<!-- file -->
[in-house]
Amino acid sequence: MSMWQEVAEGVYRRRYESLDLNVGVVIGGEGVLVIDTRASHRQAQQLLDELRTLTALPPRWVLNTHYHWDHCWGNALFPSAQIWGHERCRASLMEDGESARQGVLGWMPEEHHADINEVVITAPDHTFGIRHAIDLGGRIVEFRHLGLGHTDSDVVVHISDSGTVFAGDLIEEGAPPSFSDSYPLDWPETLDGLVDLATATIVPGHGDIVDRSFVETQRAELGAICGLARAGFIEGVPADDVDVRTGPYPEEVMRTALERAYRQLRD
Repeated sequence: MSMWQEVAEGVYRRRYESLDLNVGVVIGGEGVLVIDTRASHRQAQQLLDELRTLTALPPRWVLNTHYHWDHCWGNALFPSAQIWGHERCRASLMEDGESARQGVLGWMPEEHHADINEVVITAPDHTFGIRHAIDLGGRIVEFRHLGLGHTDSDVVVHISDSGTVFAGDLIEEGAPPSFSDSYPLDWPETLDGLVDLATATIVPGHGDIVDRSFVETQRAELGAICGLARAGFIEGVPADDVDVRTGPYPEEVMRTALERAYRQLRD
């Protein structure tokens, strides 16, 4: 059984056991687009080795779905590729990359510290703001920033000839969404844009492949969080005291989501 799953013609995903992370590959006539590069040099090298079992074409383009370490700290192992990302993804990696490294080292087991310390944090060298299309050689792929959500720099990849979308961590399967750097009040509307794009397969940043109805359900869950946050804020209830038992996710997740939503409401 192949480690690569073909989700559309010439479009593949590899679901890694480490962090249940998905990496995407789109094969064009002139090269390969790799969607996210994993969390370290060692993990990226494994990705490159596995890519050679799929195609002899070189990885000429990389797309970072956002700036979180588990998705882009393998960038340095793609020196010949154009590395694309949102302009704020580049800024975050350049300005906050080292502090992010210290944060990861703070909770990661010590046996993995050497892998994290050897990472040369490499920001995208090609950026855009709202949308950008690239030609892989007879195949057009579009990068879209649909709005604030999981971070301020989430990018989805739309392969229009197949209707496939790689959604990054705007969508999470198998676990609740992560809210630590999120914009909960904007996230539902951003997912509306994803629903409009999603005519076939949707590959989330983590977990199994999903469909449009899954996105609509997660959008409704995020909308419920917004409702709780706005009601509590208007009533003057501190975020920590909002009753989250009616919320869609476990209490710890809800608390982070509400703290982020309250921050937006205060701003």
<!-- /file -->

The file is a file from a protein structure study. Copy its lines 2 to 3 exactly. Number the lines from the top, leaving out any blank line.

Amino acid sequence: MSMWQEVAEGVYRRRYESLDLNVGVVIGGEGVLVIDTRASHRQAQQLLDELRTLTALPPRWVLNTHYHWDHCWGNALFPSAQIWGHERCRASLMEDGESARQGVLGWMPEEHHADINEVVITAPDHTFGIRHAIDLGGRIVEFRHLGLGHTDSDVVVHISDSGTVFAGDLIEEGAPPSFSDSYPLDWPETLDGLVDLATATIVPGHGDIVDRSFVETQRAELGAICGLARAGFIEGVPADDVDVRTGPYPEEVMRTALERAYRQLRD
Repeated sequence: MSMWQEVAEGVYRRRYESLDLNVGVVIGGEGVLVIDTRASHRQAQQLLDELRTLTALPPRWVLNTHYHWDHCWGNALFPSAQIWGHERCRASLMEDGESARQGVLGWMPEEHHADINEVVITAPDHTFGIRHAIDLGGRIVEFRHLGLGHTDSDVVVHISDSGTVFAGDLIEEGAPPSFSDSYPLDWPETLDGLVDLATATIVPGHGDIVDRSFVETQRAELGAICGLARAGFIEGVPADDVDVRTGPYPEEVMRTALERAYRQLRD